Gas-Fired Water Heater: What Can You Do When It Makes Strange Noises

If your gas-fired water heater makes strange noises throughout the day and night, it is important to maintain the appliance now to improve its performance. Sometimes, water heaters build up with sediments that prevent water from flowing freely through their connecting lines. Your heater may make strange, unnatural sounds as the sediments break apart and bang around inside it. The burner may also clog up with soot that keeps the appliance from heating up properly, as well as create carbon monoxide in the house. Emptying out the water heater and cleaning out the burner can help solve your issues. 

Why Empty the Water Heater?

Over time, minerals from the home's water supply create limescale inside the heater and reduce its lifespan. If the minerals break apart, they can clog up the water outlets and lines connected to the appliance. You may hear loud rumbling, crackling, sizzling, and other types of abnormal sounds as the broken minerals bounce or crash against each other and the insides of the water tank. The water heater may seem to have a life of its own because it comes in with and without you turning on the hot water taps.

Rust can also develop along the inside surfaces of the appliance and plumbing pipes attached to it. Pieces of rust might break free and enter your water supply. But this isn't normally a problem as long as you don't have a condition that makes your body store iron. In most cases, the pieces of rust turn the water reddish brown and gives it an unpleasant taste.

To remove most of the sediments and rust particles inside your appliance, you'll need to use a few handy tools around your home, including a water hose and bucket. 

Here's what you do:

  1. Turn off the appliance's gas supply and water.
  2. Place a large plastic tarp on the flooring surrounding the heater.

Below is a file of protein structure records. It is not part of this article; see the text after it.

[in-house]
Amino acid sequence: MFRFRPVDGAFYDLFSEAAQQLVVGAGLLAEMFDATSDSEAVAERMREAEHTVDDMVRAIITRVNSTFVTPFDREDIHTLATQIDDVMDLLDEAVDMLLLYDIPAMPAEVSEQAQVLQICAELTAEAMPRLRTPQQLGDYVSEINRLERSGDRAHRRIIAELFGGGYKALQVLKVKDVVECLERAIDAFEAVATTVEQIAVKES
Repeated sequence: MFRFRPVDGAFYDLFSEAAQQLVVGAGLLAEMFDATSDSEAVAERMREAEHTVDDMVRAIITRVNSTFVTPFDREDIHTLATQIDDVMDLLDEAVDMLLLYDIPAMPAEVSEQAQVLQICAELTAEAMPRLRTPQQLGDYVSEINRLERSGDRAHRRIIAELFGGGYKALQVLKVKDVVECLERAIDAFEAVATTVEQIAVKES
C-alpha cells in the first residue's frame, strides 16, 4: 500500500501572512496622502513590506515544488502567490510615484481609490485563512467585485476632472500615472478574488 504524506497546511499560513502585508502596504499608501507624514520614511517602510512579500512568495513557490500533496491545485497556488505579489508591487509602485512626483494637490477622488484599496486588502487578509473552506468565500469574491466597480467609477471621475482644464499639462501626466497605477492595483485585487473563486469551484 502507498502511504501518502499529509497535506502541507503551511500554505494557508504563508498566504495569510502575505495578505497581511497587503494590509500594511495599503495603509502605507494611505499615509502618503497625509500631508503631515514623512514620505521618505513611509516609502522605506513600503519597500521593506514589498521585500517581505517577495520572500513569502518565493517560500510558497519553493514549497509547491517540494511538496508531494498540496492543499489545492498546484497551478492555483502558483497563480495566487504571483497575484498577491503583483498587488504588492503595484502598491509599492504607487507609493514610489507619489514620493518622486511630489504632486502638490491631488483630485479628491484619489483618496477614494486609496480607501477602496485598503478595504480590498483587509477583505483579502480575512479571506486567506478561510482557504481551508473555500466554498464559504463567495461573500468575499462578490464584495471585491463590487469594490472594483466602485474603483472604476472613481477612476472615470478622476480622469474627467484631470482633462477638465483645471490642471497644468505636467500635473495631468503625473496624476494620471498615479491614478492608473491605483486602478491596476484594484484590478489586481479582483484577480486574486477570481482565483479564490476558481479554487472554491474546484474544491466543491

3. Bring a long water hose into the heater's closet or storage area, then connect the nozzle to the drainage valve's spout, or drain cock. Extend the hose to an area of the property away from the home.
  4. Turn the valve to the open position, then allow the water to slowly drain out the appliance. This may take some time, depending on how much water the tank contains.
  5. Disconnect the hose once the tank empties, and turn the valve until it closes.

It's important that you don't return the gas and water to the heater until you complete the next step.

Why Should You Clean Out the Burner?

Soot can form if there's not enough air circulation inside the water heater closet or when debris settles on the burner. The soot may clog up the parts of the burner that receive gas. Because soot can create smoke and carbon monoxide in the home, it's essential that you get rid of it with the steps below:

  1. Remove the small panel from over the burner and its connecting pieces. You may need a screwdriver for this step.
  2. Use a thick cloth to wipe down the surfaces of the burner. You can use ear swabs to remove soot from the indentations, outlets and other inaccessible parts of the burner.
  3. Allow the moisture on the burner to air dry before replacing the paneling.
  4. Return gas and water to the appliance.

Allow the water heater time to fill up with fresh water and heat up. The heating time for the appliance may vary, depending on your brand's make and model. Once the water heats up, turn on the hot water tap in your bathroom or kitchen to see if the water stays hot or turns cold. Also, listen to the appliance for a few days to see if it makes any noises. If the heater sounds normal and the water stays hot during showers, baths and washing dishes, you solved your issues.

If you continue to have problems with the appliance after a few days or so, contact a water heater contractor, such as those at H.R. Stewart Inc., for services.


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